c. 2003 Religion News Service
Scalia Won’t Hear Pledge of Allegiance Case
(RNS) Supreme Court Justice Antonin Scalia has recused himself from the Supreme Court’s upcoming consideration of the constitutionality of the phrase “under God” in the Pledge of Allegiance.
Scalia did not state why he would not consider the case, but the filer of the suit regarding the pledge had requested that he do so, the Associated Press reported.
Michael Newdow, a California atheist and parent, had asked Scalia to recuse himself because of comments he made criticizing the appeals court decision that the phrase “one nation, under God” in the pledge was unconstitutional.
“I think that was an amazingly courageous and upstanding thing for him to have done,” said Newdow, who sued on behalf of his 9-year-old daughter. “He was right to do it. I didn’t expect that he would.
If the high court makes a 4-4 decision in the case, the lower court ruling would be upheld, affecting millions of schoolchildren in nine Western states.
“It makes our case more difficult,” said Jay Sekulow, chief counsel of the American Center for Law and Justice, which is supporting the Elk Grove (Calif.) Unified School District in the appeal. “We’ve got to find that fifth vote, and that fifth vote is not going to be Justice Scalia.”
In remarks at a “Religious Freedom Day” event in Fredericksburg, Va., in January, Scalia said that courts have exceeded their authority in keeping religion out of public schools and the Pledge of Allegiance question should be answered by legislators instead of judges.
The other justices will hear arguments and rule in the case next year.
Emergency Meeting of Anglican Leaders Begins
(RNS) The leaders of the world’s 77 million Anglicans gathered at Lambeth Palace on Wednesday for two days of closed meetings to see if they can find a way to resolve without schism disputes over the election of a gay bishop and blessings of same-sex marriage.
Archbishop of Canterbury Rowan Williams, spiritual leader of the Anglican Communion, called the extraordinary meeting of the primates in August following the U.S. Episcopal Church’s affirmation of the election of the Rev. V. Gene Robinson to be bishop of New Hampshire. Robinson is openly gay.
Conservatives, led by the primate of the Anglican Church in Nigeria, Archbishop Peter Akinola, have condemned the U.S. church’s action as well as a decision earlier in the summer by the Bishop of New Westminster, in Vancouver, British Columbia, to approve a liturgy for use in blessing same-sex unions.
In the United States, conservatives, organized as the American Anglican Council, have announced that they will no longer financially support the Episcopal Church and may leave the denomination.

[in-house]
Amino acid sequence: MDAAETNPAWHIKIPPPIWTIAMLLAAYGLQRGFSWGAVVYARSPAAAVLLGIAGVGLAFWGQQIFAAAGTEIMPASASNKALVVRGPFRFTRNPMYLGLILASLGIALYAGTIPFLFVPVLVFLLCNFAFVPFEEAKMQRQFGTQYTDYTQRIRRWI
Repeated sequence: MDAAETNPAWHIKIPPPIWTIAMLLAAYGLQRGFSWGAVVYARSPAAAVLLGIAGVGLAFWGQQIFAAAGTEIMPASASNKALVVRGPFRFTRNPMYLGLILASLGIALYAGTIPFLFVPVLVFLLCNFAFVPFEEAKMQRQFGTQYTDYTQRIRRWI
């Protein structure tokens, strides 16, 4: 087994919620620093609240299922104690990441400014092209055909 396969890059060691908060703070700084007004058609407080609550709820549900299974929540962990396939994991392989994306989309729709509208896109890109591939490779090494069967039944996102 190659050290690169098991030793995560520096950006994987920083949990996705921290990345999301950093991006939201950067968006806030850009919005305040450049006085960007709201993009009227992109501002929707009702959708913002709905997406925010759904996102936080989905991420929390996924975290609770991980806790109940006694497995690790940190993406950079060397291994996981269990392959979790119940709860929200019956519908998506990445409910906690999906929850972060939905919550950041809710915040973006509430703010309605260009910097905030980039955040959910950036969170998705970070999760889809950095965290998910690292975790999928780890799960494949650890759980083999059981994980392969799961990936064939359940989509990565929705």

The U.S. conservatives want Williams to declare the Episcopal Church “out of communion” with the worldwide communion.
Presiding Bishop Frank Griswold has insisted that the church’s approval of Robinson should not be seen as an end to the debate and discussion of the issue of human sexuality but as a ratification of the action of a local diocese’s right to elect its own leaders.
The Nigerian church has already said it is not in communion with the Canadian New Westminster diocese.
The Rev. James Rosenthal, communications director of the Anglican Communion, said the closed meeting began with prayers and Bible study and then each of the 37 primates was given five minutes to make a statement. One primate, Bishop Ignacio Soliba of the Philippines did not attend.
The Rev. Jonathan Jennings, Williams’ spokesman, told reporters that the mood was “relaxed,” the Associated Press reported.
Despite the calls for action from the conservatives, however, the decentralized, non-heirarchical nature of the Anglican Communion makes its very difficult to impose discipline on dioceses and provinces that are essentially autonomous.
A statement is expected to be released by the primates on Thursday, at the end of their two days of talks.
_ David E. Anderson
Bishops Encourage Catholic Involvement IN Political Life
(RNS) Admitting their need to “heal wounds” from the sexual abuse scandal, the nation’s Catholic bishops nevertheless say they cannot abandon their encouragement of Catholics to “act on our faith in political life.”
The bishops issued “Faithful Citizenship: A Catholic Call to Political Responsibility,” its traditional statement during the election season, on Monday (Oct. 13). But they acknowledge they are “working to heal wounds” even as the 2004 election year approaches.
“Our community of faith and especially we, as bishops, are working to face our responsibility and take all necessary steps to overcome the hurt, damage, and loss of trust resulting from the evil of clerical sexual abuse,” they write. “While working to protect children and rebuild trust, we must not abandon the church’s important role in public life and the duty to encourage Catholics to act on our faith in political life.”
The bishops urge Catholics to focus on the “common good” rather than partisanship.
“The church cannot be a chaplain for any one party or cheerleader for any candidate,” they conclude. “Our cause is the protection of the weak and vulnerable and defense of human life and dignity, not a particular party or candidate.”
The bishops urge great Catholic involvement in politics, by running for office, contributing to campaigns or working with political parties, despite the fact that some “may feel politically homeless” because too few candidates share their moral concerns.
“As Catholics, we are not free to abandon unborn children because they are seen as unwanted or inconvenient; to turn our backs on immigrants because they lack the proper documents; to create and then destroy human lives in a quest for medical advances or profit,” they wrote. “Catholic teaching requires us to speak up for the voiceless and to act in accord with universal moral values.”